Since Oct. 22, the Soul Restoration Project has occupied a formerly vacant storefront at 14 NE Killingsworth St., providing space for Black artisans to showcase their creations, for Black musicians and poets to perform, for audiences to hear the oral histories of community figures, and more.
Originally slated to end Dec. 19, Portland State University professor Darrell Grant recently announced that his project would continue into 2022 at the Alberta Arts Salon.
On the project’s site, Grant describes the ongoing salon as “a laboratory to explore how art can activate and renew our civic space.” While he’s only had residency space on Killingsworth Street since October, Grant has collaborated with other artists to create the Soul Restoration Project in spaces like the North Park Blocks and Tilikum Plaza since the summer of 2021.
With co-curators like Sunshine Dixon, Bobby Fouther, Intisar Abioto, Mic Crenshaw and Friends of Noise, Grant has used the storefront residency to host artisan markets, performances, arts shows, oral history sessions and panel discussions on topics such as the future of Black media.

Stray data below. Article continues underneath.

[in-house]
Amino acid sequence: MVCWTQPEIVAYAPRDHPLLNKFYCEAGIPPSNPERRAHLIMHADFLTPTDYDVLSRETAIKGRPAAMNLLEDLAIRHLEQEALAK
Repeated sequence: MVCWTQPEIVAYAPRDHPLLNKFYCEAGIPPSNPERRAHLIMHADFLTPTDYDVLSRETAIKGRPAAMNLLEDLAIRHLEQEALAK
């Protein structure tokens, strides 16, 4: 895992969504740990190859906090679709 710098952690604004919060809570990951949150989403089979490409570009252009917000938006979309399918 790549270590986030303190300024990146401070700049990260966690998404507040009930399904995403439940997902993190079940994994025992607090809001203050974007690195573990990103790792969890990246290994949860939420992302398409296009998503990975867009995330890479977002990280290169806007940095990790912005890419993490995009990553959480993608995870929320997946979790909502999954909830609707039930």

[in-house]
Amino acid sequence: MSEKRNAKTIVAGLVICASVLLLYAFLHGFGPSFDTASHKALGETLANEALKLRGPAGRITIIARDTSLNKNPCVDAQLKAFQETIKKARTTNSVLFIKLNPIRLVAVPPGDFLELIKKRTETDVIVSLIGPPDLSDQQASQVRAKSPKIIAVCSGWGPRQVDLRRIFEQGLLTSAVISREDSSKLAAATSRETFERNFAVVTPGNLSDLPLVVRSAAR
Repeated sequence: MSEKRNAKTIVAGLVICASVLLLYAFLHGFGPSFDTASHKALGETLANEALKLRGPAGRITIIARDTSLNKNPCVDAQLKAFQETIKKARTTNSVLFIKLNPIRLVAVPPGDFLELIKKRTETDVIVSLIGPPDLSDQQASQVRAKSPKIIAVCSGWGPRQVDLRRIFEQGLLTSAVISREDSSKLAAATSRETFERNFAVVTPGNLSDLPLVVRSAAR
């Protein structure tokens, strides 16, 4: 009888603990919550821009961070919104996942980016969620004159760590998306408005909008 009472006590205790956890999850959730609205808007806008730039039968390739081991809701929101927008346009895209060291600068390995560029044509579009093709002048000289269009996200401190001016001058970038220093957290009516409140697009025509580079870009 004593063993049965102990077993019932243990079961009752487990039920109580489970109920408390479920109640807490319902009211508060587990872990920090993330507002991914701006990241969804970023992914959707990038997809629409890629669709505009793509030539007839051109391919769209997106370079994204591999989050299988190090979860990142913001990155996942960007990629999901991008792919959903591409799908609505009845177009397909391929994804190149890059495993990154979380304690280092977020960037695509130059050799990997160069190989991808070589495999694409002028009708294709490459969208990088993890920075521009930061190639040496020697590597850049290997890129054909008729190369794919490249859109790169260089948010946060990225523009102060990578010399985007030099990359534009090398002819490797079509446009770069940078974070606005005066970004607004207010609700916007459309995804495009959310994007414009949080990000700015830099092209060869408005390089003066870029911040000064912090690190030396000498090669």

We don’t yet know what January will hold, but Grant announced three upcoming events, all happening next week, to close out the year. Monday through Wednesday, Dec. 27-29, Grant will host three hourlong talks titled A Space for Black American Music: A Series of Jazz Talks with Darrell Grant. The talks will be presented in-person and via livestream. Tickets cost $8 to $15 and are available here.
- History: Exploring the deep history of artistic expression in the Black community, this discussion highlights contributions by guest culture bearers, including rapper Mic Crenshaw. 4:30-5:30 pm Monday, Dec. 27.
- Traditions: This event centers on Black vernacular music, including spirituals, ring shouts, field hollers, blues, and freedom and gospel songs. Planned footage includes clips from the Darrell Grant Quartet performance with special guest dancers from Viva La Free. 4:30-5:30 pm Tuesday, Dec. 28.
- Vision: Focusing on the creators defining the future of Black American music, this discussion explores original compositions and chamber music adaptations of music by Black composers, with guest artist Machado Mijiga on electronics. 4:30-5:30 pm Wednesday, Dec. 29.
Perhaps best known as the space now housing record shop and music space Turn! Turn! Turn! and as the former home of feminist bookstore In Other Words—immortalized in many Portlandia sketches—the larger Albina Arts building has a long history of fostering community in Portland. Last week, social justice organization Don’t Shoot Portland announced that it was actively campaigning to acquire the property and had been doing so since 2019.